Reed gives the Sinister Spider-Man a wonderfully lame rogue’s gallery led by the Redeemer, a nebbish psychologist with a skull mask who wants to bring the Sinister Spider-Man to the good side. Amongst his cohorts are General Wolfram, a man who thinks he is genetically engineered from a wolf; the Hippo, an actual semi-evolved hippo created by the High Evolutionary; and Doctor Everything, a parody of Watchmen’s Doctor Manhattan, complete with an ever-present “CENSORED” bar over his crotch. Bullseye and Daken (Wolverine’s son) of the Dark Avengers make a great set of cameos in the fourth issue. Since he is a major character, it is fitting that J. Jonah Jameson is very well represented; J.K. Simmons' voice rings through in every line. There are no combustible lemons here, unfortunately.

Chris Bachalo lends a unique style of art to this story. The cover is the first indication of the weirdly sketchy and cartoony style, including Venom’s multi-sectioned tongue. In fact, while the rest of the series has an animated feel, Venom is comprised of sketched shapes and ingrained lines, making him stand out. Occasionally, panels will be seen in only black and white inks, representing Venom’s vision, which is a creepy and very dehumanizing touch. Like Reed, Bachalo has taken advantage of this opportunity to let loose and try something new, which is something I think writers and artists should try more often, even if it is just for a limited series. A prologue story illustrated by Rob DiSalvo reinforces just how important Bachalo's art style is to this story. DiSalvo’s traditional art is perfectly fine for a traditional superhero book, but it would not convey Reed’s dark humor.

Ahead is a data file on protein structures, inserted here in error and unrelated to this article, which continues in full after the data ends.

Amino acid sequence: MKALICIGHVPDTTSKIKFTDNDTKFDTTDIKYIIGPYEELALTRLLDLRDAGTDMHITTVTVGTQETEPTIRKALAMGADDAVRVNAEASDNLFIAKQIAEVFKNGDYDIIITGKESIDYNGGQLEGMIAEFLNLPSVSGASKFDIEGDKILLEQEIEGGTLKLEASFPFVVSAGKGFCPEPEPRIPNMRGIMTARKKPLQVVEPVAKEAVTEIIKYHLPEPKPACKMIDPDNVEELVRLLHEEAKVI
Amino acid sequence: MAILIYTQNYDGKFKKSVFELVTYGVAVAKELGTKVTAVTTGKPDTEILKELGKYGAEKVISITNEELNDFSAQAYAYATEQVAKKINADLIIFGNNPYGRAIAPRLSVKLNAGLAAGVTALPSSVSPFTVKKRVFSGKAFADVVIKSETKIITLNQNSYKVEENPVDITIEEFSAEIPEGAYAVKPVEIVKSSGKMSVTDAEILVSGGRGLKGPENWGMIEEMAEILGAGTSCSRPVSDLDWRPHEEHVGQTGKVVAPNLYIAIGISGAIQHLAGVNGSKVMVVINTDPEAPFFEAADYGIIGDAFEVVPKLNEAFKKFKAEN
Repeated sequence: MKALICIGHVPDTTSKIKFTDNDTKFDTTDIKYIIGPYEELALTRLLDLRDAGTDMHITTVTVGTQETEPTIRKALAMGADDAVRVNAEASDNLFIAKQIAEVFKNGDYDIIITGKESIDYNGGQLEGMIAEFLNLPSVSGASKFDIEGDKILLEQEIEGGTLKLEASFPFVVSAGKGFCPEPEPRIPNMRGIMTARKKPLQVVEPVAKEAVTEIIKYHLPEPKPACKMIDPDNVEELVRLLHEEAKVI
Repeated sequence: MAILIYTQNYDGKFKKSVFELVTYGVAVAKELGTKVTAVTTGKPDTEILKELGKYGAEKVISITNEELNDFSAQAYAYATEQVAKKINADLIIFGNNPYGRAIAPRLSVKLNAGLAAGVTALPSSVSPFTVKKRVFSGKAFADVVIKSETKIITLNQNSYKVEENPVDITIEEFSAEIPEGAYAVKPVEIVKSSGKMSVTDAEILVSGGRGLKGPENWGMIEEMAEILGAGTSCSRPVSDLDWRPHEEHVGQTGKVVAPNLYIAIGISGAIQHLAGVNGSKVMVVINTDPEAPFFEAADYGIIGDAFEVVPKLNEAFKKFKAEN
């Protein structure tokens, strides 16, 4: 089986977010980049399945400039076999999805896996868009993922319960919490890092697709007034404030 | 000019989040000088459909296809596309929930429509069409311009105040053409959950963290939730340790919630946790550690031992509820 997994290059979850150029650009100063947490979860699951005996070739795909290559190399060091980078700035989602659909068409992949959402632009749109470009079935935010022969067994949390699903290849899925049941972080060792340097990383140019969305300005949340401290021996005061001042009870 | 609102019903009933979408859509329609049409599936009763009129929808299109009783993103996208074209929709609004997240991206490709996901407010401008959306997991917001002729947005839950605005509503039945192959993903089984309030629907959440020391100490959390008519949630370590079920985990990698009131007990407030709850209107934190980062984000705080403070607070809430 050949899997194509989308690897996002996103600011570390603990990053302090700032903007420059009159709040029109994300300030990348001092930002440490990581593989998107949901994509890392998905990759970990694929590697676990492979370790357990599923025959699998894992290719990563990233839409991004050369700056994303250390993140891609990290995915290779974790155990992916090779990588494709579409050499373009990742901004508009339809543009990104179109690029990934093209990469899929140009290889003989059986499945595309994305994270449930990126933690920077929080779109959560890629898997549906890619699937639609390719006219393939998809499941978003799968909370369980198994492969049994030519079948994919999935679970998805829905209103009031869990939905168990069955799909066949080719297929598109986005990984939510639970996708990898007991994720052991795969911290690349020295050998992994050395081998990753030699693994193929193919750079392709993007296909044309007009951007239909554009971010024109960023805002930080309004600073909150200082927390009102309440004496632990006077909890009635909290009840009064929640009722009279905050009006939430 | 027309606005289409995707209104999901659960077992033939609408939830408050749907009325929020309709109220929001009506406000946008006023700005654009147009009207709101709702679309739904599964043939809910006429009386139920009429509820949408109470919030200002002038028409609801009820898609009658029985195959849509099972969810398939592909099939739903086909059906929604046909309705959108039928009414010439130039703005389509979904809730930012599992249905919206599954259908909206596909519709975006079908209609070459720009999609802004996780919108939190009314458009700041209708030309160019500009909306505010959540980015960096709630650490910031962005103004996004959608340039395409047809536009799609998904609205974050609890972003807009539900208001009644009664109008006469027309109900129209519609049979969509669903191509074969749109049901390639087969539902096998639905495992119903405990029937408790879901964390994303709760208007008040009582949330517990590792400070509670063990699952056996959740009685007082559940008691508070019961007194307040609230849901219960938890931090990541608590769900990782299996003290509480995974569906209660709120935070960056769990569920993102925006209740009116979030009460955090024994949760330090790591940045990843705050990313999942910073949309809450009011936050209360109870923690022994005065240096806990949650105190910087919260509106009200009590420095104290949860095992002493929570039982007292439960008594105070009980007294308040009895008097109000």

Overall, in an era of increasingly violent comic books and anti-heroes constantly inching towards the side of darkness, having an unrepentantly psychotic hero is a nice change of pace. The book is satisfyingly brief. Mac Gargan’s Venom would be hard to take as an ongoing lead, but for four issues, he is a lot of fun to follow.

Sinister Spider-Man does not require any additional reading; all of the required back story (which is fairly negligible) is provided. The book is dark, gory, and absolutely hilarious. The art is unique, and you may want to flip through the book in person to decide if it will really put you off. My one qualm is the price: $16.99, which is a bit much for four issues and a short prologue. I admittedly got mine at a sale at Tate’s Comics in Florida. Still, if you want to wait for a sale, check it out of the library, or if you have been waiting to see if it is worth it, then definitely take a look.
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3 comments:

  1. I'd really recommend the Spider-woman; Origins and Illuminati minis that Brian Reed wrote with Bendis. Great stuff.

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  2. Illuminati leads in to ... Civil War?

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  3. The Illuminati one-shot by Bendis and Maleev leads into Civil War, but the mini series Dave mentioned takes a look at the group's involvement in Marvel's past events, except for the last issue, which is a prologue to Secret Invasion. It's good stuff, with gorgeous art by Jim Cheung.